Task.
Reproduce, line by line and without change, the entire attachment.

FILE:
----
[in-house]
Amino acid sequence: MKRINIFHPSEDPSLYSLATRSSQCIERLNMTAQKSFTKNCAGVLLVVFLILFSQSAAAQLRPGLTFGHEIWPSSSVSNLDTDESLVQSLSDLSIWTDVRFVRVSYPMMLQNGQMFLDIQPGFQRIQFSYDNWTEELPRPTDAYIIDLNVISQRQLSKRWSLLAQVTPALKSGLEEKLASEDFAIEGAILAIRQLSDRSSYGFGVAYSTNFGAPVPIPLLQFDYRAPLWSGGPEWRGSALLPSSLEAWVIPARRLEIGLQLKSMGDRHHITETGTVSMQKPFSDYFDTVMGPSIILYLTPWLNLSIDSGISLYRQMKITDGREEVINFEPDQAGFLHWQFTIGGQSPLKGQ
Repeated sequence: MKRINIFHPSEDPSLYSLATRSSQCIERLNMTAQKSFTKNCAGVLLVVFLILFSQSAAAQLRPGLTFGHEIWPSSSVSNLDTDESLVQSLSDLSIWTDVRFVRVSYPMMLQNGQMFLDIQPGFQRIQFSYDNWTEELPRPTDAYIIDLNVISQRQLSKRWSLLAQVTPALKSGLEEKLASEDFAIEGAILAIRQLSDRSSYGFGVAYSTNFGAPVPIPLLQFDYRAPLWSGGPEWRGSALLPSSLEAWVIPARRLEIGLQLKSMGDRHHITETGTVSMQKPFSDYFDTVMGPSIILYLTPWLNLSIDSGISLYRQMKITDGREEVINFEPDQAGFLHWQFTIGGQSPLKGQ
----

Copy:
[in-house]
Amino acid sequence: MKRINIFHPSEDPSLYSLATRSSQCIERLNMTAQKSFTKNCAGVLLVVFLILFSQSAAAQLRPGLTFGHEIWPSSSVSNLDTDESLVQSLSDLSIWTDVRFVRVSYPMMLQNGQMFLDIQPGFQRIQFSYDNWTEELPRPTDAYIIDLNVISQRQLSKRWSLLAQVTPALKSGLEEKLASEDFAIEGAILAIRQLSDRSSYGFGVAYSTNFGAPVPIPLLQFDYRAPLWSGGPEWRGSALLPSSLEAWVIPARRLEIGLQLKSMGDRHHITETGTVSMQKPFSDYFDTVMGPSIILYLTPWLNLSIDSGISLYRQMKITDGREEVINFEPDQAGFLHWQFTIGGQSPLKGQ
Repeated sequence: MKRINIFHPSEDPSLYSLATRSSQCIERLNMTAQKSFTKNCAGVLLVVFLILFSQSAAAQLRPGLTFGHEIWPSSSVSNLDTDESLVQSLSDLSIWTDVRFVRVSYPMMLQNGQMFLDIQPGFQRIQFSYDNWTEELPRPTDAYIIDLNVISQRQLSKRWSLLAQVTPALKSGLEEKLASEDFAIEGAILAIRQLSDRSSYGFGVAYSTNFGAPVPIPLLQFDYRAPLWSGGPEWRGSALLPSSLEAWVIPARRLEIGLQLKSMGDRHHITETGTVSMQKPFSDYFDTVMGPSIILYLTPWLNLSIDSGISLYRQMKITDGREEVINFEPDQAGFLHWQFTIGGQSPLKGQ